From the Marquis de Lafayette
Paris October the 6h 1782
My dear Sir
Your favor of the 29h last Has Safely Come to Hand, for Which I am the More Obliged to you, as I See the Greater Value By the Honor of your Correspondance. I Have Been long waïting for a Safe Opportunity to write, and will Endeavour this May Stir Clear of the Post Offices, As the itching fingers of Clarks do not Permit Any Secret to Pass Unnoticed.
I Am Happy to Hear you Have walked on with our dutch friends to the wished for Conclusion of the treaty of Commerce. Amist the wonders you Have Performed in that Country, I Greatly Rejoice at your Having Succeeded in Monney Matters. The More So, as I Aprehend Our financier Needs Much An European Assistance, and the Great Expenses they Have Made in this Country Give me But little Hope to Obtain a further Supply than the Six Millions, and the Ballance of Accounts Which Have Been determined upon Since the time I Arived from America.
M. jay Advances But Slowly with the Spaniards—in fact, He does not Advance at All, and tho’ Count d’Aranda Has Got Powers, tho’ He Has with a Pencil drawn an Extravagant line this Side of the Mississipp, Yet Untill Powers Are Exchanged Upon an Equal footing, and Untill the Spanish Pencil is transported three Hundred Miles west ward, there is No doing Any thing towards Settling a treaty with that Nation.1
As to the Grand Affair of Peace, there are Reasons to Believe it will take Place. Many Attempts Have Been Made to treat upon an Unequal footing, Which By the Bye was a Very impertinent Proposal. But we Stood firm, deaf, and dumb, and As france Refused to Enter into Business Untill we were Made to Hear and to Speack, at last, with Much Reluctance, And Great Pains, His Britannic Majesty and Council were Safely delivered of A Commission to treat with Plenipotentiaries from the United States of America.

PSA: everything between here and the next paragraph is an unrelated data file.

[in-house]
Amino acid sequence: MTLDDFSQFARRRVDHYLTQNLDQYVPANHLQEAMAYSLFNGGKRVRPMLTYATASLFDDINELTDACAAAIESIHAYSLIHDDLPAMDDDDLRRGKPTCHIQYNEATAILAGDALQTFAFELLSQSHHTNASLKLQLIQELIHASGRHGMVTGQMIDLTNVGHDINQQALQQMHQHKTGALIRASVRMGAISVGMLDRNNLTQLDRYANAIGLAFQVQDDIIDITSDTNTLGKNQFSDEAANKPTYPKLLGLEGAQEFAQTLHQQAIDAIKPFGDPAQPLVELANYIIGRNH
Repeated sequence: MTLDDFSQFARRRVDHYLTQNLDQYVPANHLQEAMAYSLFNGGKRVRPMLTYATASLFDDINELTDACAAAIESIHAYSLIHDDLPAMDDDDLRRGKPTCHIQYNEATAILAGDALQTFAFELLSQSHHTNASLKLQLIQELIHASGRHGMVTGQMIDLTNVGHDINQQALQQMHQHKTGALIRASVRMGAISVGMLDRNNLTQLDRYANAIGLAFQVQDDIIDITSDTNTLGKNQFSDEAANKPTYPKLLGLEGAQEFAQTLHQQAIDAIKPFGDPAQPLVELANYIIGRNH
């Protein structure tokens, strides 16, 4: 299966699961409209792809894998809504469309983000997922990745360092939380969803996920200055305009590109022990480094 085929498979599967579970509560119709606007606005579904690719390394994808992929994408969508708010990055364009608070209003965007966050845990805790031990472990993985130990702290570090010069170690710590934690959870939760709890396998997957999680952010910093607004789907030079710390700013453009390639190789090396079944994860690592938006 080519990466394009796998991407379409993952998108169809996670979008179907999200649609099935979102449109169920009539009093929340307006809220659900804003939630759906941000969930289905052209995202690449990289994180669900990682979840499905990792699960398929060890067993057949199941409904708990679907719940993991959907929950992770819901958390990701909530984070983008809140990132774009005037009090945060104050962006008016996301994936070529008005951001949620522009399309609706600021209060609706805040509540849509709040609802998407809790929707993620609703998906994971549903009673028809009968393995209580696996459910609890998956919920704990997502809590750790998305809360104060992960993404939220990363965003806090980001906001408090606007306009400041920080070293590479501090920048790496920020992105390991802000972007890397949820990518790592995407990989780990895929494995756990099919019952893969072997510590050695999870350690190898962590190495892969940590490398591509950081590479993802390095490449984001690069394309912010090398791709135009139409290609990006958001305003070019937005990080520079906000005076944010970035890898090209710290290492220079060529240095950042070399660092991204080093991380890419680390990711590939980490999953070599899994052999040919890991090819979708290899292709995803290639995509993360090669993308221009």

In Case we are to judge from Appearances, One would think Great Britain is in Earnest. But When we Consider the temper of the King and His Minister, the foolish, Ridiculous issue of the Attempt Against Gibraltar, the Collection of forces at Newyork the Greater Part of Which are destined to the west indies, and the Continuance of the American, french, Spanish, dutch interests on the one Hand, and those of a Haughtly Nation on the other, it Appears Probable that five or Six Months will Pass Before the work of Peace is Happily Concluded. But that it will Be Concluded Before Next Summer Appears to me the Most Probable idea that Can Be formed Upon this Matter.
We Have Letters from America as late as the 6h September. M. de Vaudruïl and His Squadron Had Arrived at Boston. It was Said Charlestown Would Be Evacuated and the troops Sent to Newyork. There is a Rumour of Madras Having Been taken—at least we May look for Good News from the East indias.2
As I Have No Public Capacity to Be led into Political Secrets, I Beg you will Consider these Communications as Confidential, and Have the Honor to Be with the Highest Regard My dear Sir Your Obedient hble Servant
RC (Adams Papers).
2. The Gazette d’Amsterdam of 15 Oct. carried this report as part of an 8 Oct. dispatch from Paris, which noted the arrival of a reliable report that Haidar Ali had captured Madras. While the French did enjoy considerable naval success in Indian waters, establish beachheads on the Indian coast south of Madras, support the anti-British efforts of Haidar Ali, and threaten Madras several times, the port itself was never taken (Mackesy, War for America description begins Piers Mackesy, The War for America, 1775–1783, Cambridge, 1964. description ends , p. 494–500).